As cases surge in India, most states abandon contact tracing:
containment protocol requires states “to identify contacts as early as possible for preventing spread of further transmission”. The idea is to isolate people as they could be infected too and possible carriers of the disease. The protocol states that attempt should be made to identify all household members, social contacts, contacts at work place and contacts in health care settings who have had contact with a confirmed case between two days prior to onset of symptoms and the date of isolation. However, anecdotal reports indicate that many states seem to have stopped tracing contacts beyond the immediate household members of the patient. Read more here.
I am under home isolation with Covid-19
– what must I know? Stating that a large number of people who have tested positive for Covid-19 showed no symptoms, the Union Health Ministry revised home isolation guidelines to include asymptomatic patients, along with mild and pre-symptomatic cases. The revised norms have also reduced the number of days by which the coronavirus
patients can end their home isolation and can be considered discharged. Read more here.
When millions rushed home, a school programme gave Kerala’s migrants reason to stay:
Kerala trialled online classes -- First Bell -- for two weeks from June 1 for all classes except class 11, and made these available on a channel run by the general education department and online. Classes are scheduled for two hours for class 12, 90 minutes for class 10, and 30 minutes for lower and upper primary students. The videos are edited down to small capsules and shared with students and parents and are followed with instructions for educational activities. Read more here.
Hardly smart about urban health care
: The novel coronavirus
pandemic has largely been an urban crisis so far, with megacities accounting for most of the positive cases. Indian cities are not only facing a public health crisis but also a larger emergency of economic issues and livelihoods. Despite the renewed policy focus on cities, India’s urban local bodies continue to be financially and administratively weak and heavily understaffed. There is also high level of vacancy of ASHA workers, the frontline public health workers carrying out contact tracing, in urban areas, especially in COVID-19 hotspot cities such as Mumbai. Read more here.
How does coronavirus spread? The principles of fluid mechanics hold the answer:
Understanding how fluids move can help understanding the way the virus is transmitted, which in turn can inform public health interventions to minimise the risk. Recent work has shown that a cough or sneeze consists of a multiphase chaotic gas cloud. This gas cloud transports viral pathogens much further than predicted. The mounting evidence has led the WHO to acknowledge that the coronavirus can be spread by tiny particles suspended in the air. Read more here.
Fatigue and shortness of breath persist in recovered Covid patients, study finds:
Recent evidence on the multiple organs and systems the novel coronavirus affects raises lingering questions about how long does it takes for a person to heal after the infection — not just test negative. This also has implications on how a death is categorised as a ‘Covid’ death — is it only till the virus lasts in the body or is it till the symptoms last? In one of the first such studies, researchers in Italy studied patients who had ‘recovered’ from the infection over two months ago to find out what were the long-term effects of the infection. Read more here.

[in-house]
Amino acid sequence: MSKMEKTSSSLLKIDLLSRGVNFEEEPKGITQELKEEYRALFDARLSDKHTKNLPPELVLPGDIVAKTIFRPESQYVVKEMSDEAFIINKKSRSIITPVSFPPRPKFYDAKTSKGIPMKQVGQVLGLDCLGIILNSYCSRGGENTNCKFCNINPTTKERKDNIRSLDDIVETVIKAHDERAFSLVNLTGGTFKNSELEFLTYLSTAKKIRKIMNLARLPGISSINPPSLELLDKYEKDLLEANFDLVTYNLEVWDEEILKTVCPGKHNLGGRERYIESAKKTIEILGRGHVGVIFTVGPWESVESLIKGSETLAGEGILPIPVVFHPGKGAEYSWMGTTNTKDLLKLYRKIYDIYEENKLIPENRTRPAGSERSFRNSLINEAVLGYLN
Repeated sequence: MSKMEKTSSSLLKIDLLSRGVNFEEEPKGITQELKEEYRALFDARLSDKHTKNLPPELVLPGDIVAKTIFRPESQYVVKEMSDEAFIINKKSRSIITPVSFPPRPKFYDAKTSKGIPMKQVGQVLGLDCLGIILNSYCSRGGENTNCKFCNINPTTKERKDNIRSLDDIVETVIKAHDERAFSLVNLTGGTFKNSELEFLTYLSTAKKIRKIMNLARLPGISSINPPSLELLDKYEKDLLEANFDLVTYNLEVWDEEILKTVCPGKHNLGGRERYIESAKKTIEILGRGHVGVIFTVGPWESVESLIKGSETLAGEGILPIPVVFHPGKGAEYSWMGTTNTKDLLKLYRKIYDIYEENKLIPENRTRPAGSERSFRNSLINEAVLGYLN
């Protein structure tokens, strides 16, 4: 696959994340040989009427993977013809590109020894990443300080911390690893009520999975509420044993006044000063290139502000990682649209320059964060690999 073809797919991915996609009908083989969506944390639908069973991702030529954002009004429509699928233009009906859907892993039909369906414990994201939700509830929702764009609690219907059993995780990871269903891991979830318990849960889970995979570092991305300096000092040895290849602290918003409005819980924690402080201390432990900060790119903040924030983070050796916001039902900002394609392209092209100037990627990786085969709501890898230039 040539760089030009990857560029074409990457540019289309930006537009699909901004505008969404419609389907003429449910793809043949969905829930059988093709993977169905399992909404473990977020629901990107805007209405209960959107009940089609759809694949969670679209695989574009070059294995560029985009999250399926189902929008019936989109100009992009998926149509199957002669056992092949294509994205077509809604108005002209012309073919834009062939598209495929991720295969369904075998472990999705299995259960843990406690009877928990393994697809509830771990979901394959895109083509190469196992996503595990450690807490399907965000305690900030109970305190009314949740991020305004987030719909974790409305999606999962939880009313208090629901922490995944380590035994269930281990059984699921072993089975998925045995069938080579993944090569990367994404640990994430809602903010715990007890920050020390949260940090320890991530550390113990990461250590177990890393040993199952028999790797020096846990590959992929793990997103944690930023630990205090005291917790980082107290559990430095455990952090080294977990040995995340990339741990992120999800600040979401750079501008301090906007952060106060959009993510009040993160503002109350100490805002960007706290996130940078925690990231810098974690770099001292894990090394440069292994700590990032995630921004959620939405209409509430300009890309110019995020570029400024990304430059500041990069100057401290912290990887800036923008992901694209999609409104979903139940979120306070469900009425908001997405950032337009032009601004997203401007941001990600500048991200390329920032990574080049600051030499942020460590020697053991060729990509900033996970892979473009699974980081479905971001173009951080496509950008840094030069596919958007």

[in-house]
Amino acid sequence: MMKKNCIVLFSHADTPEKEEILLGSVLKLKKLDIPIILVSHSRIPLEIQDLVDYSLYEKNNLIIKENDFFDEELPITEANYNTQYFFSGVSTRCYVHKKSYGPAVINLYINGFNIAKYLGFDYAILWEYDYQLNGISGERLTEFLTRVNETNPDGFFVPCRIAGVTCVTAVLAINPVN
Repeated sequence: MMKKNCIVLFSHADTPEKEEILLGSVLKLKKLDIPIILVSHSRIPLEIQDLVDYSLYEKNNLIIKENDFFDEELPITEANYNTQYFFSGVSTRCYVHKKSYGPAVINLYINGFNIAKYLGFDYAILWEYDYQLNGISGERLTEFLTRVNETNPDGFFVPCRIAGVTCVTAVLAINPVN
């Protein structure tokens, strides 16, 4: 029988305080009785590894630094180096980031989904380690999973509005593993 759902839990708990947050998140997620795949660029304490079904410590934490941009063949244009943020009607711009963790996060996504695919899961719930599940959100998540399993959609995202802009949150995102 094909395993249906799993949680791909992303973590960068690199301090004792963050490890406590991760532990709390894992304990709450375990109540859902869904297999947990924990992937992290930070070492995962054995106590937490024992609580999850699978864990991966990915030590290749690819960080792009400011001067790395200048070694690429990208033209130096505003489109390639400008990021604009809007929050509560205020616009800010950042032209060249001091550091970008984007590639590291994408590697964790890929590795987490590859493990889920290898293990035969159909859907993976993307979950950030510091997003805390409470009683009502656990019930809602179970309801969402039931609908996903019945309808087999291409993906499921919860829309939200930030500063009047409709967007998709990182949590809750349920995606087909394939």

Will Covid-19 be evidence-based medicine’s nemesis? In the current fast-moving pandemic, where the cost of inaction is counted in the grim mortality figures announced daily, implementing new policy interventions in the absence of randomised trial evidence has become both a scientific and moral imperative. Whilst it is hard to predict anything in real time, history will one day tell us whether adherence to “evidence-based practice” helped or hindered the public health response to Covid-19 – or whether an apparent slackening of standards to accommodate “practice-based evidence” was ultimately a more effective strategy. Read more here.
The four known ways in which the coronavirus affects your brain:
Six months into the Covid-19 pandemic, we’re still learning what the disease can do. There are now detailed reports of brain illness emerging in people with relatively mild lung illness, in those who are critically ill and also in those in recovery. One key thing we’re seeing is that severity of lung illness doesn’t always correlate with severity of neurological illness. Having only minor lung illness doesn’t protect against potentially severe complications. Read more here.
How different vaccines work, including Covaxin and ZyCoV-D:
The world is waiting with bated breath for a functional Covid-19 vaccine. In the past century, vaccines have rescued humankind from many infectious diseases. What makes designing a potential vaccine for COVID-19 challenging? To answer this question, it is important to understand how a vaccine elicits an appropriate immune response in the body. Read more here.
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